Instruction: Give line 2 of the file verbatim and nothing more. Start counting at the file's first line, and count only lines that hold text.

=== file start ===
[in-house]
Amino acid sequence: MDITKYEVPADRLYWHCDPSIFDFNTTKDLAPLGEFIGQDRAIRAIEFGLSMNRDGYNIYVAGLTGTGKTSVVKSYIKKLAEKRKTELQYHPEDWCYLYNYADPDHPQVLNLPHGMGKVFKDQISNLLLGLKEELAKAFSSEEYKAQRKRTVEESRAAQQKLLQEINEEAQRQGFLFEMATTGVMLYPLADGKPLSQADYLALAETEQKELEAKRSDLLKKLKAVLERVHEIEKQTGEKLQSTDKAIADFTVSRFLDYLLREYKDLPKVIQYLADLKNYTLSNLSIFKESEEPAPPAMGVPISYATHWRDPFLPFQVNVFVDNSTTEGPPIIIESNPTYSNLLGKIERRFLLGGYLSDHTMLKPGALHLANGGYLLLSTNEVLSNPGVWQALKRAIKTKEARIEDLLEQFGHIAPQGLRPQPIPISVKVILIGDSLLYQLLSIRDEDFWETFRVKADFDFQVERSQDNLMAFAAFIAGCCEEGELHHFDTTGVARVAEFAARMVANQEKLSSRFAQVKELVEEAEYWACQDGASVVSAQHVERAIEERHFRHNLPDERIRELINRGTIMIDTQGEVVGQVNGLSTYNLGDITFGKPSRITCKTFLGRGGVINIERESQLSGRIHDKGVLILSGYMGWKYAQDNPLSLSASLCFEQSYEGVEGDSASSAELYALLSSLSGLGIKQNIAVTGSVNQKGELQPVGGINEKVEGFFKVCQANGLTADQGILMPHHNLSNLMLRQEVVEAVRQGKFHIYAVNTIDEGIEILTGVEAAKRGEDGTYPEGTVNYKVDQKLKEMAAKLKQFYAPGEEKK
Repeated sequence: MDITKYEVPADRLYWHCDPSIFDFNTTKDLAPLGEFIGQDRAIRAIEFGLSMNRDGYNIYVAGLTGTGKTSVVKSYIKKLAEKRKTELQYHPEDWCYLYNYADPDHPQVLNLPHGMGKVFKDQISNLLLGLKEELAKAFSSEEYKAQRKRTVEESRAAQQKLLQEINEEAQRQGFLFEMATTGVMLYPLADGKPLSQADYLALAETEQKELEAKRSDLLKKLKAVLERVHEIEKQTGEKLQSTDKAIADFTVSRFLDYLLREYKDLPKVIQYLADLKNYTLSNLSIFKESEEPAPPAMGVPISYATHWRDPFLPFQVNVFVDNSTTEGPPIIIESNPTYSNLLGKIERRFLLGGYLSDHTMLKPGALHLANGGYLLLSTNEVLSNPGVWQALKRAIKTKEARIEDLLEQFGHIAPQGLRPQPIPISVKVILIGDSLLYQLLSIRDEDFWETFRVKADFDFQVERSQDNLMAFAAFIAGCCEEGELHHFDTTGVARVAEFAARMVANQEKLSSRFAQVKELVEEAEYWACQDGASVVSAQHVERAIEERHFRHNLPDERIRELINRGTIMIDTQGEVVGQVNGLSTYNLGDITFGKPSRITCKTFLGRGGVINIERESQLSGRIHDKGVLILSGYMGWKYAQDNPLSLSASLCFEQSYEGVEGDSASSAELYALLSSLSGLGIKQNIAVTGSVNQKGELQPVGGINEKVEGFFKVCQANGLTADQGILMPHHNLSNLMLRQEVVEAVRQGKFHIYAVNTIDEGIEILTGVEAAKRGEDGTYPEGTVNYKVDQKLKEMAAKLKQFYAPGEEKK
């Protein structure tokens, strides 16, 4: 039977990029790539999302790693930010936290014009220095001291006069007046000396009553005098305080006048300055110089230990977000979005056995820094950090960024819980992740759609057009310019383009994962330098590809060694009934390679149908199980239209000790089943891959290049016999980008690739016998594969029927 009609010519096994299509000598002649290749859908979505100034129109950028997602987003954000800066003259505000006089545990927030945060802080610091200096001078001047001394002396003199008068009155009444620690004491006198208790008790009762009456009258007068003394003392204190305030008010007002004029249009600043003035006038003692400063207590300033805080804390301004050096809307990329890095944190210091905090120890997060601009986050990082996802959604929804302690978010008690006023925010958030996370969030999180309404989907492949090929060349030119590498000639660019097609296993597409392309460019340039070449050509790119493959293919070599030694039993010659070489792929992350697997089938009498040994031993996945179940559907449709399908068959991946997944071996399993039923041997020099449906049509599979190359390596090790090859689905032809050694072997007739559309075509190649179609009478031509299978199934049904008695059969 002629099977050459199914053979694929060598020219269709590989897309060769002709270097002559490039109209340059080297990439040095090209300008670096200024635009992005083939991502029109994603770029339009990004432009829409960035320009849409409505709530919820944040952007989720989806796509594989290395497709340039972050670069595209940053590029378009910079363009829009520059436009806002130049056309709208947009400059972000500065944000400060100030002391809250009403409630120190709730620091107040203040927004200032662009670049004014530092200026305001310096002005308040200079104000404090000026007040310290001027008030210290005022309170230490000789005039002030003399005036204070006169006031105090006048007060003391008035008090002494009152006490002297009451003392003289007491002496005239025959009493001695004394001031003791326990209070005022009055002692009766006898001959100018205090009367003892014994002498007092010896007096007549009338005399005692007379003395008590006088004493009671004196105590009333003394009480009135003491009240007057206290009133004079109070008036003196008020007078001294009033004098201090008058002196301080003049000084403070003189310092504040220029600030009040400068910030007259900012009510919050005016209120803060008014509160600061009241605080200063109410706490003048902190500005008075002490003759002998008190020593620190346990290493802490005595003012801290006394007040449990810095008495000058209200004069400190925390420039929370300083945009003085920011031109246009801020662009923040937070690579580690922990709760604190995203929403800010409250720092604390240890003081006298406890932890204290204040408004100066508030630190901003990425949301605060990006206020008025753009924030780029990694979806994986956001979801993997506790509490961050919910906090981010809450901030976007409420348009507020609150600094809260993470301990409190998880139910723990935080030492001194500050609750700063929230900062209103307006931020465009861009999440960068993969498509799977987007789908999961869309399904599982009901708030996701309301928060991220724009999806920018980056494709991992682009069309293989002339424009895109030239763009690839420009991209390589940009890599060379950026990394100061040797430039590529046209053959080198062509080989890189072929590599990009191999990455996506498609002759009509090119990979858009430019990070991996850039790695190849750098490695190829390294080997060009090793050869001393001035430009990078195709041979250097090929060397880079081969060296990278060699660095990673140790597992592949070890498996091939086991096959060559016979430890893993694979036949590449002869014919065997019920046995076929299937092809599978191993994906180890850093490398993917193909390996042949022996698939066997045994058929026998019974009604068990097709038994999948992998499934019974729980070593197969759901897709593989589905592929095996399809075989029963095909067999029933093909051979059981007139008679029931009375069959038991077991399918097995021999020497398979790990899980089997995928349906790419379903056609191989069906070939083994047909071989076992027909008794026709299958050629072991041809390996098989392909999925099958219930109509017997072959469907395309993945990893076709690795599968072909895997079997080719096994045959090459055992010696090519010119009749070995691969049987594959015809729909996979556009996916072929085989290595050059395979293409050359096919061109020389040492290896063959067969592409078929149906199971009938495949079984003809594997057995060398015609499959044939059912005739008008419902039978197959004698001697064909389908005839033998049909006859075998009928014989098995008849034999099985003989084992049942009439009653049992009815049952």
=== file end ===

Amino acid sequence: MDITKYEVPADRLYWHCDPSIFDFNTTKDLAPLGEFIGQDRAIRAIEFGLSMNRDGYNIYVAGLTGTGKTSVVKSYIKKLAEKRKTELQYHPEDWCYLYNYADPDHPQVLNLPHGMGKVFKDQISNLLLGLKEELAKAFSSEEYKAQRKRTVEESRAAQQKLLQEINEEAQRQGFLFEMATTGVMLYPLADGKPLSQADYLALAETEQKELEAKRSDLLKKLKAVLERVHEIEKQTGEKLQSTDKAIADFTVSRFLDYLLREYKDLPKVIQYLADLKNYTLSNLSIFKESEEPAPPAMGVPISYATHWRDPFLPFQVNVFVDNSTTEGPPIIIESNPTYSNLLGKIERRFLLGGYLSDHTMLKPGALHLANGGYLLLSTNEVLSNPGVWQALKRAIKTKEARIEDLLEQFGHIAPQGLRPQPIPISVKVILIGDSLLYQLLSIRDEDFWETFRVKADFDFQVERSQDNLMAFAAFIAGCCEEGELHHFDTTGVARVAEFAARMVANQEKLSSRFAQVKELVEEAEYWACQDGASVVSAQHVERAIEERHFRHNLPDERIRELINRGTIMIDTQGEVVGQVNGLSTYNLGDITFGKPSRITCKTFLGRGGVINIERESQLSGRIHDKGVLILSGYMGWKYAQDNPLSLSASLCFEQSYEGVEGDSASSAELYALLSSLSGLGIKQNIAVTGSVNQKGELQPVGGINEKVEGFFKVCQANGLTADQGILMPHHNLSNLMLRQEVVEAVRQGKFHIYAVNTIDEGIEILTGVEAAKRGEDGTYPEGTVNYKVDQKLKEMAAKLKQFYAPGEEKK